How do I set up a trust for my grandchildren to avoid IHT?

23 October 2019


I would like to set up a bare trust for the benefit of my two grandchildren until they reach 18. They are currently aged seven and nine. 

I would invest £50,000 for each child, with one of my daughters as trustee. I originally thought of an investment trust. However, judging by my own investments, I think I might be pushed to beat some of the rates available on children’s savings accounts. On the downside, savings accounts would need to be changed each year to maintain the best rates.

I can see that some providers will take care of investment bare trusts, at a cost. The trust deed would empower the trustee to choose the best savings account available with the ability to switch to investment trusts, if and when necessary.



The bare trust you describe is an absolute gift to your grandchildren but, since they are both minors, the money must be held by trustees or a trustee until they reach the age of 18. A gift by a grandparent to a grandchild is good tax planning and can provide the grandchild with a useful lump sum for tuition fees or a deposit for their first home.

In this case, the money will need to be held for a number of years before it can be taken over by the grandchildren. It is wise for the trustee to try to grow the money or at least counteract inflation as far as possible. Indeed, your plan to be proactive in investing the money is sensible.

Bare trusts will often be set up using specifically drafted trust documents naming the trustees, the terms and the administrative provisions. This is likely to include investment provisions and may also specify that the money can be used before the children turn 18 for their education and maintenance.

It is not possible for me to produce a bespoke trust document for you without you seeking legal advice. However, I want to draw your attention to provisions existing in statute that cover investment.

If you wish to get guidance as a trustee about how you should invest (from a legal perspective rather than financial) and the extent of your powers, you should refer to the Trustee Act 2000, clause three, the ‘General Power of Investment’, which covers investments outside investment into land. It states that trustees may make any kind of investment that they could make if they were absolutely entitled to the assets of the trust. This provides very wide powers but must be balanced against the need for trustees to act in the best interests of the beneficiaries and not to invest recklessly.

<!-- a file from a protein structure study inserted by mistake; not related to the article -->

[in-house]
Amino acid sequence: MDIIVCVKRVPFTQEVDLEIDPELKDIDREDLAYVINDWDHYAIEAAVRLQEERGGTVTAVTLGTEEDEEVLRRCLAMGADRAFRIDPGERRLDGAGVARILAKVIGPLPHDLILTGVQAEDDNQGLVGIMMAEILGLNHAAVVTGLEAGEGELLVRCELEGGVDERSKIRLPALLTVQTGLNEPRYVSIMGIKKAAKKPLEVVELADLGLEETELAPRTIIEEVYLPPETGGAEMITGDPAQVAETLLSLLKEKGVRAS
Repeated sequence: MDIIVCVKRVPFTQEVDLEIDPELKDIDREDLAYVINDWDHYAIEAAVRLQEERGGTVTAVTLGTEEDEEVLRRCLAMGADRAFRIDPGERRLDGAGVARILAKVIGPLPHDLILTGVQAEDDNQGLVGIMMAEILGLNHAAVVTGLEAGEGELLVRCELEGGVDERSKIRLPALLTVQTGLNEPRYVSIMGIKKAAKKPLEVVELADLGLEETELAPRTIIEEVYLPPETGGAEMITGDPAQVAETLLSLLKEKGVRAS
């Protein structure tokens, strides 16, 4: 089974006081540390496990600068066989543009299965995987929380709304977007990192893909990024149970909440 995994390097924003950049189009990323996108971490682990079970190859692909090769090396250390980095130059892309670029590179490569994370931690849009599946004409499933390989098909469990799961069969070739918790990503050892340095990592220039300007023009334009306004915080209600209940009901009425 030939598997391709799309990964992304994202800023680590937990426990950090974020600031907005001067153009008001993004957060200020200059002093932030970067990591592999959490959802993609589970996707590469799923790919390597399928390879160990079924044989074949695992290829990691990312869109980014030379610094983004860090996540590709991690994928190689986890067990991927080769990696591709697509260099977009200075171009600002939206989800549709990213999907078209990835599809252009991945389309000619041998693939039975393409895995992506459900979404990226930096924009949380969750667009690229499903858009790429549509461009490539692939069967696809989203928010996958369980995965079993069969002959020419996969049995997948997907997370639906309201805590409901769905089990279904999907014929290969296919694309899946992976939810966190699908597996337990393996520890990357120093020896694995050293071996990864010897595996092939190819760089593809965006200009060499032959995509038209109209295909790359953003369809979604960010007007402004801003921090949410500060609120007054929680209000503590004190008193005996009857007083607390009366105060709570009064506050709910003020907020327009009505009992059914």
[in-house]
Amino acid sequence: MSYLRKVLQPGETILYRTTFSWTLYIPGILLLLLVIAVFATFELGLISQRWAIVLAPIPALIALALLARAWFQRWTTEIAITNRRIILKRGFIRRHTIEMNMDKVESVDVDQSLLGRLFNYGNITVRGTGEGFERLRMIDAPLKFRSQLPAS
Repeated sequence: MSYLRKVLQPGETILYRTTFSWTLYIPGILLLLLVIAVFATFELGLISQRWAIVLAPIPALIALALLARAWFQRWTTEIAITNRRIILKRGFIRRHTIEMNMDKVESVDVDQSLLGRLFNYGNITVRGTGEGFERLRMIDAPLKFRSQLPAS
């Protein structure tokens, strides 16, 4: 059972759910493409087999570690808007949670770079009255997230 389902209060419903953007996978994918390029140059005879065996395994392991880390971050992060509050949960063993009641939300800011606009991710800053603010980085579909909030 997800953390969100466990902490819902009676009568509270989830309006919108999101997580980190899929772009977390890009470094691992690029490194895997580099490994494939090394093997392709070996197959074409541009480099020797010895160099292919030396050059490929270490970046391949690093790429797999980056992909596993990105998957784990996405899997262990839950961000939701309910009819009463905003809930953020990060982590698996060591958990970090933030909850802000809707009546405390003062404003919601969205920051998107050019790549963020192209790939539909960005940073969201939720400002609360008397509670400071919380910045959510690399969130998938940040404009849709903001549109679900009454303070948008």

This is assisted by clause four of the act, which sets out standard investment criteria. The main thrust of this clause is to make sure that the proposed investment is suitable for the trust. Investment in land is dealt with by clause eight of the act, which allows trustees to acquire freehold or leasehold land, bearing in mind clauses three and four.

It is an amazing thing to be able to pass money down to the younger generation and should be encouraged. However, when dealing with money being held for children it is always important to get advice, consider the parameters of the Trustee Act 2000 and make sure investments are regularly reviewed to ascertain their suitability.

What is a bare trust?

A bare trust is a relatively straightforward form of trust where the beneficiary – the person who will benefit from the trust – has an immediate right to both the capital in the trust and the income generated by that capital.

This form of trust is often used to pass money on to children. The trustees are responsible for managing the capital but have no say over when the beneficiary can take it.

With children, this means that as soon as they turn 18, they can access their trust and ask to have it transferred to them.

Income tax is levied on any income received from the trust and capital gains tax is also due on the sale of any assets held within the trust. The beneficiary of the trust has to pay the tax.

The capital held within a bare trust belongs to the beneficiary as soon as the trust is set up. This means that the capital placed into the trust is classed as a potentially exempt transfer when it comes to inheritance tax.

This means that, as long as the person who put the capital into the trust lives for seven years after the trust has been set up, it won’t count as part of their estate for inheritance tax purposes. If they die within seven years of setting up the bare trust, the contents would count as part of their estate and inheritance tax could be due.

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